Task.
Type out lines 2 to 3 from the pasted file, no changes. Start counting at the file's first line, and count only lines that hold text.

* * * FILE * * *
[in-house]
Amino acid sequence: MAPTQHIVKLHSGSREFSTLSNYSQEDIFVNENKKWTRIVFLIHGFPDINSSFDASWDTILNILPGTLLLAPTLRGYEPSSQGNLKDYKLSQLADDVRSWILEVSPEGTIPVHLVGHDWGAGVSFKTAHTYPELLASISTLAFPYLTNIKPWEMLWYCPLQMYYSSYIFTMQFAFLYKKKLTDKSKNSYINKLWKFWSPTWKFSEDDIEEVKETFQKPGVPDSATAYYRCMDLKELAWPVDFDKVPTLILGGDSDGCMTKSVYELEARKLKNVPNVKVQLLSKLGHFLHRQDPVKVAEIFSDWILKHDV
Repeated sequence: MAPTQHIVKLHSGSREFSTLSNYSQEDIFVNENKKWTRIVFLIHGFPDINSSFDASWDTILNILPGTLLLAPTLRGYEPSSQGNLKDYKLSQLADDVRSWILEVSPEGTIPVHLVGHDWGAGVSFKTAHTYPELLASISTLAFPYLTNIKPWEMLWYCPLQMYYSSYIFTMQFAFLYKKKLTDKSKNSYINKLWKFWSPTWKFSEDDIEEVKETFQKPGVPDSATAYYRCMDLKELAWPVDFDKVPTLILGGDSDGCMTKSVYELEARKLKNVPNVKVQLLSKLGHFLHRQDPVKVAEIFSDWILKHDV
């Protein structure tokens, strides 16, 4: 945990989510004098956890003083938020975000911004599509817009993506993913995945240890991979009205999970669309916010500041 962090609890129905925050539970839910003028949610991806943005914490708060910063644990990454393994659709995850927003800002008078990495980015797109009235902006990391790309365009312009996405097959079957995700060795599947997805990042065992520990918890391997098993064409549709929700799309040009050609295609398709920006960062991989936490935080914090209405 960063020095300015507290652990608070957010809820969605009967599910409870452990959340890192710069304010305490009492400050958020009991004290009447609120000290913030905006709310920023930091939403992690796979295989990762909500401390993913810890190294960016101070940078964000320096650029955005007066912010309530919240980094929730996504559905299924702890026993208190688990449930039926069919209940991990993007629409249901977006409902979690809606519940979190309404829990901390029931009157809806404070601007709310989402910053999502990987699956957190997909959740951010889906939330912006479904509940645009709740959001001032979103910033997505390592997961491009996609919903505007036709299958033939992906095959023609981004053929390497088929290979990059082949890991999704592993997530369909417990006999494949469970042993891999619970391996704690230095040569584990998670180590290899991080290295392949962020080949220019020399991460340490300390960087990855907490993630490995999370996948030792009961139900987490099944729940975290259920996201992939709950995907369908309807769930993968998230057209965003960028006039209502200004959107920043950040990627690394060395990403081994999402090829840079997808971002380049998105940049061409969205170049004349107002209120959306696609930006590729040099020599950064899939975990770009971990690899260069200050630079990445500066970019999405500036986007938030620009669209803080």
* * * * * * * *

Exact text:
Amino acid sequence: MAPTQHIVKLHSGSREFSTLSNYSQEDIFVNENKKWTRIVFLIHGFPDINSSFDASWDTILNILPGTLLLAPTLRGYEPSSQGNLKDYKLSQLADDVRSWILEVSPEGTIPVHLVGHDWGAGVSFKTAHTYPELLASISTLAFPYLTNIKPWEMLWYCPLQMYYSSYIFTMQFAFLYKKKLTDKSKNSYINKLWKFWSPTWKFSEDDIEEVKETFQKPGVPDSATAYYRCMDLKELAWPVDFDKVPTLILGGDSDGCMTKSVYELEARKLKNVPNVKVQLLSKLGHFLHRQDPVKVAEIFSDWILKHDV
Repeated sequence: MAPTQHIVKLHSGSREFSTLSNYSQEDIFVNENKKWTRIVFLIHGFPDINSSFDASWDTILNILPGTLLLAPTLRGYEPSSQGNLKDYKLSQLADDVRSWILEVSPEGTIPVHLVGHDWGAGVSFKTAHTYPELLASISTLAFPYLTNIKPWEMLWYCPLQMYYSSYIFTMQFAFLYKKKLTDKSKNSYINKLWKFWSPTWKFSEDDIEEVKETFQKPGVPDSATAYYRCMDLKELAWPVDFDKVPTLILGGDSDGCMTKSVYELEARKLKNVPNVKVQLLSKLGHFLHRQDPVKVAEIFSDWILKHDV